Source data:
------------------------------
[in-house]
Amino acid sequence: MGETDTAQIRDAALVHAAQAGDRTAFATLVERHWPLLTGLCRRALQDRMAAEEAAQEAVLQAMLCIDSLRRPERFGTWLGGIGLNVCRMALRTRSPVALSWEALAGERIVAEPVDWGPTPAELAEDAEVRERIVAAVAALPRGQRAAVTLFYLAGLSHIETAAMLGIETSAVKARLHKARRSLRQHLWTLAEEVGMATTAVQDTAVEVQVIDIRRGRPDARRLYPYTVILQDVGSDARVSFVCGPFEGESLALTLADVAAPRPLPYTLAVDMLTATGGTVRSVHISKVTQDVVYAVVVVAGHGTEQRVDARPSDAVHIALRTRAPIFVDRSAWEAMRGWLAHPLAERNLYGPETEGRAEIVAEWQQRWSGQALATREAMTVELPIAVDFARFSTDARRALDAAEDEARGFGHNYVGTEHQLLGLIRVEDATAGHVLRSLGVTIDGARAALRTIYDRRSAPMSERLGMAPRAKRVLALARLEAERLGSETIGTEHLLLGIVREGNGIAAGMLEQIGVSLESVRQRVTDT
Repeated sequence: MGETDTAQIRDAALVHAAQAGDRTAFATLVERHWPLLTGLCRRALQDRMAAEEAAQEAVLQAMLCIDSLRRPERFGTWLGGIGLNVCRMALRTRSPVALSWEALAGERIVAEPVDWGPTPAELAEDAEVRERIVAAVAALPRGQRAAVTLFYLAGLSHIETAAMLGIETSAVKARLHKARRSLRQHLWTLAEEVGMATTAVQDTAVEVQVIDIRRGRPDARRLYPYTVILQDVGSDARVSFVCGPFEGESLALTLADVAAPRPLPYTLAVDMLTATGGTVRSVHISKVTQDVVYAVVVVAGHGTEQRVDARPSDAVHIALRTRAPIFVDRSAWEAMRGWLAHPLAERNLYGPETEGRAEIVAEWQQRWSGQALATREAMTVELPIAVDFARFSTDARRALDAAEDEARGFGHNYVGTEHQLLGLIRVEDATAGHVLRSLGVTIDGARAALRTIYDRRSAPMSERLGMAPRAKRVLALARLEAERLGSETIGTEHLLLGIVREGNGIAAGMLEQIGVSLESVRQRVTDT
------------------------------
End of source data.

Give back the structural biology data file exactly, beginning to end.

[in-house]
Amino acid sequence: MGETDTAQIRDAALVHAAQAGDRTAFATLVERHWPLLTGLCRRALQDRMAAEEAAQEAVLQAMLCIDSLRRPERFGTWLGGIGLNVCRMALRTRSPVALSWEALAGERIVAEPVDWGPTPAELAEDAEVRERIVAAVAALPRGQRAAVTLFYLAGLSHIETAAMLGIETSAVKARLHKARRSLRQHLWTLAEEVGMATTAVQDTAVEVQVIDIRRGRPDARRLYPYTVILQDVGSDARVSFVCGPFEGESLALTLADVAAPRPLPYTLAVDMLTATGGTVRSVHISKVTQDVVYAVVVVAGHGTEQRVDARPSDAVHIALRTRAPIFVDRSAWEAMRGWLAHPLAERNLYGPETEGRAEIVAEWQQRWSGQALATREAMTVELPIAVDFARFSTDARRALDAAEDEARGFGHNYVGTEHQLLGLIRVEDATAGHVLRSLGVTIDGARAALRTIYDRRSAPMSERLGMAPRAKRVLALARLEAERLGSETIGTEHLLLGIVREGNGIAAGMLEQIGVSLESVRQRVTDT
Repeated sequence: MGETDTAQIRDAALVHAAQAGDRTAFATLVERHWPLLTGLCRRALQDRMAAEEAAQEAVLQAMLCIDSLRRPERFGTWLGGIGLNVCRMALRTRSPVALSWEALAGERIVAEPVDWGPTPAELAEDAEVRERIVAAVAALPRGQRAAVTLFYLAGLSHIETAAMLGIETSAVKARLHKARRSLRQHLWTLAEEVGMATTAVQDTAVEVQVIDIRRGRPDARRLYPYTVILQDVGSDARVSFVCGPFEGESLALTLADVAAPRPLPYTLAVDMLTATGGTVRSVHISKVTQDVVYAVVVVAGHGTEQRVDARPSDAVHIALRTRAPIFVDRSAWEAMRGWLAHPLAERNLYGPETEGRAEIVAEWQQRWSGQALATREAMTVELPIAVDFARFSTDARRALDAAEDEARGFGHNYVGTEHQLLGLIRVEDATAGHVLRSLGVTIDGARAALRTIYDRRSAPMSERLGMAPRAKRVLALARLEAERLGSETIGTEHLLLGIVREGNGIAAGMLEQIGVSLESVRQRVTDT